I haven’t published a “weekly” book review since the end of October. Oops. Excuses… NaNoWriMo, followed by Christmas. I read at least 15 books in that time, even if I didn’t get much writing done. The following, except for the Mary Stewart book, are all Christian fiction in a variety of genres.
1. Last Light, Paperback, by Terri Blackstock
Last Light is the first book in the Restoration series, about a Y2K-style event happening in the suburbs. That setting made it unusual. It wasn’t in the country, where it’s easier to improvise water, heat, and food, and it wasn’t exactly like Y2K, which was a predicted event. This was a devastating event that happened with no warning. The characters were interesting, with believable responses and relationships for that setting. The mystery seemed like a secondary event, but it was wrapped up neatly at the end. I am looking forward to the rest of the series.
2. Grandmother’s Letters, Kindle, by Rebekah Jones
This is a sweet story with unexpected plot twists. Several story lines run separately for most of the story, gradually connecting near the end. Ms. Jones is good at writing about relationships. The characters are well-defined and interact naturally; the crotchety old man and the children are especially engaging. Although the plot is mostly about a treasure hunt, the resolution to that puzzle is almost anti-climactic after more interesting discoveries along the way.
3. Without a Trace, Audiobook, by Colleen Coble
This is the first book in the Rock Harbor series. Ms. Coble does a good job of portraying a terrifically-stressed heroine who is dealing with the recent deaths of her husband and son as well as demanding relatives and a career made more complex by her personal situation. There is a particularly effective plot thread in the story that makes the reader anticipate its discovery by the characters. It’s set in the far north, with canine search and rescue teams. What’s not to love about that?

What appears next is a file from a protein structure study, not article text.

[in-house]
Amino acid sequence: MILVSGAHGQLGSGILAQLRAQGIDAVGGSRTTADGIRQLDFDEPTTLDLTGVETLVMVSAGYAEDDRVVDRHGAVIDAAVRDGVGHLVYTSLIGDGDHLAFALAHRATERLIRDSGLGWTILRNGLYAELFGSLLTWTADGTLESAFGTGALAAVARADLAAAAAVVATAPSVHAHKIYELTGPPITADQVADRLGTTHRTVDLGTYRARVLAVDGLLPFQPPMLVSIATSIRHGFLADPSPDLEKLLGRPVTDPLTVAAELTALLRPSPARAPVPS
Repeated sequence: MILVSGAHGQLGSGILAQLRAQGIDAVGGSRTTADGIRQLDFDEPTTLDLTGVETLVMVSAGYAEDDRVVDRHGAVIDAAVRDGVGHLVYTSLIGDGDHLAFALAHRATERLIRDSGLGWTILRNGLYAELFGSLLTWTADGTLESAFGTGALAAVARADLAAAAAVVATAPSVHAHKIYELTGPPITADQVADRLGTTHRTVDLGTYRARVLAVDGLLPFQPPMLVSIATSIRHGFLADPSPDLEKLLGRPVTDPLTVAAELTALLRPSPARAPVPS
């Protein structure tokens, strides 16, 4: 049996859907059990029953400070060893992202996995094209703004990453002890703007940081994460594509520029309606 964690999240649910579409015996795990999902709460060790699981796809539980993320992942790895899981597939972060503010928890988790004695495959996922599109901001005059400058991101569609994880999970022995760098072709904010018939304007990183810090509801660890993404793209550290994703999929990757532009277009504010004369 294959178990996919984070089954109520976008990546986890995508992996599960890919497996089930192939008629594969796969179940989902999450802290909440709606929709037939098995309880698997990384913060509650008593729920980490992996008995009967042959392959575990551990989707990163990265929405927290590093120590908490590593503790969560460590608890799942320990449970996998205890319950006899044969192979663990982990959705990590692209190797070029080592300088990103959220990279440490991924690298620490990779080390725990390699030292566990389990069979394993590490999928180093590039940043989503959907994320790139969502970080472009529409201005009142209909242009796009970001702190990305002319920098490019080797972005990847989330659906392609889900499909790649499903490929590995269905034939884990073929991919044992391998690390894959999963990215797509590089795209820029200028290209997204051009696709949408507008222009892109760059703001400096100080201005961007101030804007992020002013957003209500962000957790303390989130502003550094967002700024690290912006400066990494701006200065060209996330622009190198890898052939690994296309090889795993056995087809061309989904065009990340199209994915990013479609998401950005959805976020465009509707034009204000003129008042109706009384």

4. Tarnished Silver, Kindle, by Chautona Havig
Chautona Havig is a writer who can cross genres and styles while still maintaining her own “voice.” Tarnished Silver is a story of two stubborn people who are forced to confront the 25 year old secret they thought they had buried. Their story reminded me of the urgent attitude of the young lovers in Romeo and Juliet. The story is enhanced by a sensitive portrayal of multicultural relationships.
5. Madam, Will You Talk? paperback, by Mary Stewart
Retro Read! This is an old favorite from Mary Stewart, who has the gift of being able to balance exotic locations, romance, young and old friends and family members in a complex mystery. Her books always have brave heroes, dashing heroines, bad bad guys and tension, usually with violence. This one has a surprising motive and resolution, with a heart-wrenching twist at the end. But don’t worry, they all live happily ever after.
6. The Survivor, audiobook, by DiAnn Mills
This book is a sequel to “The Chase”, which I loved. I have to admit, I started this book feeling annoyed that the relationship between the hero and heroine from “The Chase” had fallen apart. It is a well-plotted story, keeping me uncertain about the secondary characters. Almost any of them could have been guilty, including the damsel-in-distress. This book is on the edgy side of Christian fiction, with considerable violence and immorality (not in the main characters!) I liked the book very much, as I do all of Ms. Mills’s novels, but I hope the romance sticks this time.